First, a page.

SL: I’m so glad you put it that way, because I didn’t want this to be the “dark side of K-pop.” I wanted it to be very balanced because I do think that the system they have, while flawed, is not really any more flawed than any other. It’s really admirable how much pride Korea takes in its culture and spreading it. Back in 2014 for EW, I went on a long research trip to Korea. What I really took away from that trip was what a concerted effort spreading K-pop was. It seemed like even though each company, each group, or each star was very ambitious and everything like that, there was this kind of collective desire to show a good face to the world. I think that it has to do with Korean resilience. Korea has historically been through a lot and bounced back amazingly quickly. And I do think that culture is a huge part of that. Just like how Korea is killing the coronavirus fighting game. There is a sense that the whole is more important than just individuals. That’s really admirable; that’s what a lot of people around the world see when they learn more about K-pop and see the way the groups interact with each other.
FC: The K-pop industry is notoriously tight-lipped about its operations. Not to mention, the K-pop fan base is no joke: It has the power to amplify something or decimate it. How do you think K-Pop Confidential will be received?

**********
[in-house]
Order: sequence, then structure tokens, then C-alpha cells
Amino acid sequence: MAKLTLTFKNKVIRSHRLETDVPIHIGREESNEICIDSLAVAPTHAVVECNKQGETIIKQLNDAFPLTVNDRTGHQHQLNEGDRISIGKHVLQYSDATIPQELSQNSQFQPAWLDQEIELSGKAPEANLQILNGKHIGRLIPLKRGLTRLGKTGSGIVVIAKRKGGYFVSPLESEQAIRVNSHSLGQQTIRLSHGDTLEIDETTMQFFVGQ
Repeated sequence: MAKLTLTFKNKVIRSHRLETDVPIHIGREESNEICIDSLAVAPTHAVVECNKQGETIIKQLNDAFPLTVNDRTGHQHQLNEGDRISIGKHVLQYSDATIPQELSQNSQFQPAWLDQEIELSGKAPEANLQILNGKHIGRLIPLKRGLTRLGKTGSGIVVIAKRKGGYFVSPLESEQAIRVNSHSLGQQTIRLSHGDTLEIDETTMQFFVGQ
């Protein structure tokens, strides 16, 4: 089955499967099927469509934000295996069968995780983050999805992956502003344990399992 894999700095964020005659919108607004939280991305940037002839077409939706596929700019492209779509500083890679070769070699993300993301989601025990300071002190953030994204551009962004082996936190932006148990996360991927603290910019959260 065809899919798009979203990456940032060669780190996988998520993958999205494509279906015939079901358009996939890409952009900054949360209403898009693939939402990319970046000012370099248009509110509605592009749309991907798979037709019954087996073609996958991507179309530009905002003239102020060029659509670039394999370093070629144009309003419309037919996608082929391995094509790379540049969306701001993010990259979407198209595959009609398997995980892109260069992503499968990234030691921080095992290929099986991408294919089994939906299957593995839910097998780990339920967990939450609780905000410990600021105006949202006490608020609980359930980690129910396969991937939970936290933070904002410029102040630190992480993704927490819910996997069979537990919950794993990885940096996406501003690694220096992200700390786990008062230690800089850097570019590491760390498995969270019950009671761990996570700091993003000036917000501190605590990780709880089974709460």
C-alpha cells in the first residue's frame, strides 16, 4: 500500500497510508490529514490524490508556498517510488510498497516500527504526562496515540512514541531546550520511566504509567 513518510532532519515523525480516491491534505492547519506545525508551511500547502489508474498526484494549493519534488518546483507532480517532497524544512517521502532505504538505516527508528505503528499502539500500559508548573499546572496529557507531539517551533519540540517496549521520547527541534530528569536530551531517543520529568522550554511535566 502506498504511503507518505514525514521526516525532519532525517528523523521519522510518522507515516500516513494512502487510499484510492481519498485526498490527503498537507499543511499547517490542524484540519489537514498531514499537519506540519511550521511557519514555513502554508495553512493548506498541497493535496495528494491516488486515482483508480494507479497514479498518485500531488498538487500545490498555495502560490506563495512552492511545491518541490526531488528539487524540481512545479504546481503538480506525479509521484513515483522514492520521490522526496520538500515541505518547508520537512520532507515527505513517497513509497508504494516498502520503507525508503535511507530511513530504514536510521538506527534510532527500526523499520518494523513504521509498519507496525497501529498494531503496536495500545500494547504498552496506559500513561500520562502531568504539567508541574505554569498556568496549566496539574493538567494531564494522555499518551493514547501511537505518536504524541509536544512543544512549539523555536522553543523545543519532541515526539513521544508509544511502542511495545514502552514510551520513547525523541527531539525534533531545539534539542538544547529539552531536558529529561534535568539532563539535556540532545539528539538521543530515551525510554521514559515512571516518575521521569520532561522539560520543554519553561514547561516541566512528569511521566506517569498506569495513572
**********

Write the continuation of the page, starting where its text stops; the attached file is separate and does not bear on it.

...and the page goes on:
SL: I’ve had many, many, many sleepless nights about this. But I think that everyone realizes it’s fiction. I’ve had hard-core K-pop fans read this and just think it’s really fun and light. I tried really hard to make sure that none of the fictional characters were based on anybody in real life or would make people think too clearly about a real K-pop idol. I’m really glad that I had to write it so quickly because I think a lot of these doubts would have made it really hard, because if you cater to what you expect K-pop fans to react to, you’d be very limited because it’s pretty unpredictable. But at its heart, I have so much respect for the artists. As long as my intentions were pure, there’s nothing I can really do about the reaction, which is kind of Candace’s realization, too, throughout the whole novel.